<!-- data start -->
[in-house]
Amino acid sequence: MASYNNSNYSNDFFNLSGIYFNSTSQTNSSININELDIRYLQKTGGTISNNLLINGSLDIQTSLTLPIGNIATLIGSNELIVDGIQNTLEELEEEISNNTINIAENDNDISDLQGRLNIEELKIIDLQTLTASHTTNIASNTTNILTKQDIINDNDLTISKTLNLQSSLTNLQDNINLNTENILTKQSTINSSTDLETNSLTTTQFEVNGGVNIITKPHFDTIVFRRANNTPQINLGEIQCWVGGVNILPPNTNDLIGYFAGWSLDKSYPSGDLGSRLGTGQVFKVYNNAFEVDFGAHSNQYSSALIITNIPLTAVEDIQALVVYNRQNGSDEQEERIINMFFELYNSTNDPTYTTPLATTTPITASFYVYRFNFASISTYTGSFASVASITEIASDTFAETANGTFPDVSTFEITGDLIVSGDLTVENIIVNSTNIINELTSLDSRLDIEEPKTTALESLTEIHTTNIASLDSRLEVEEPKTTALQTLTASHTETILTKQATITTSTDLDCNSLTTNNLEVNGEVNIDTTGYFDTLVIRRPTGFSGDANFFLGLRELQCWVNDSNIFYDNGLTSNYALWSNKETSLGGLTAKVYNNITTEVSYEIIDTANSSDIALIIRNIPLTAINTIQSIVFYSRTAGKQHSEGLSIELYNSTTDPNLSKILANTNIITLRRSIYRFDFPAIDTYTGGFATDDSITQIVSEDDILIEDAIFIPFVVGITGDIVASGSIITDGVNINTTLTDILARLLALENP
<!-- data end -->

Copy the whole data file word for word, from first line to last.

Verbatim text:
[in-house]
Amino acid sequence: MASYNNSNYSNDFFNLSGIYFNSTSQTNSSININELDIRYLQKTGGTISNNLLINGSLDIQTSLTLPIGNIATLIGSNELIVDGIQNTLEELEEEISNNTINIAENDNDISDLQGRLNIEELKIIDLQTLTASHTTNIASNTTNILTKQDIINDNDLTISKTLNLQSSLTNLQDNINLNTENILTKQSTINSSTDLETNSLTTTQFEVNGGVNIITKPHFDTIVFRRANNTPQINLGEIQCWVGGVNILPPNTNDLIGYFAGWSLDKSYPSGDLGSRLGTGQVFKVYNNAFEVDFGAHSNQYSSALIITNIPLTAVEDIQALVVYNRQNGSDEQEERIINMFFELYNSTNDPTYTTPLATTTPITASFYVYRFNFASISTYTGSFASVASITEIASDTFAETANGTFPDVSTFEITGDLIVSGDLTVENIIVNSTNIINELTSLDSRLDIEEPKTTALESLTEIHTTNIASLDSRLEVEEPKTTALQTLTASHTETILTKQATITTSTDLDCNSLTTNNLEVNGEVNIDTTGYFDTLVIRRPTGFSGDANFFLGLRELQCWVNDSNIFYDNGLTSNYALWSNKETSLGGLTAKVYNNITTEVSYEIIDTANSSDIALIIRNIPLTAINTIQSIVFYSRTAGKQHSEGLSIELYNSTTDPNLSKILANTNIITLRRSIYRFDFPAIDTYTGGFATDDSITQIVSEDDILIEDAIFIPFVVGITGDIVASGSIITDGVNINTTLTDILARLLALENP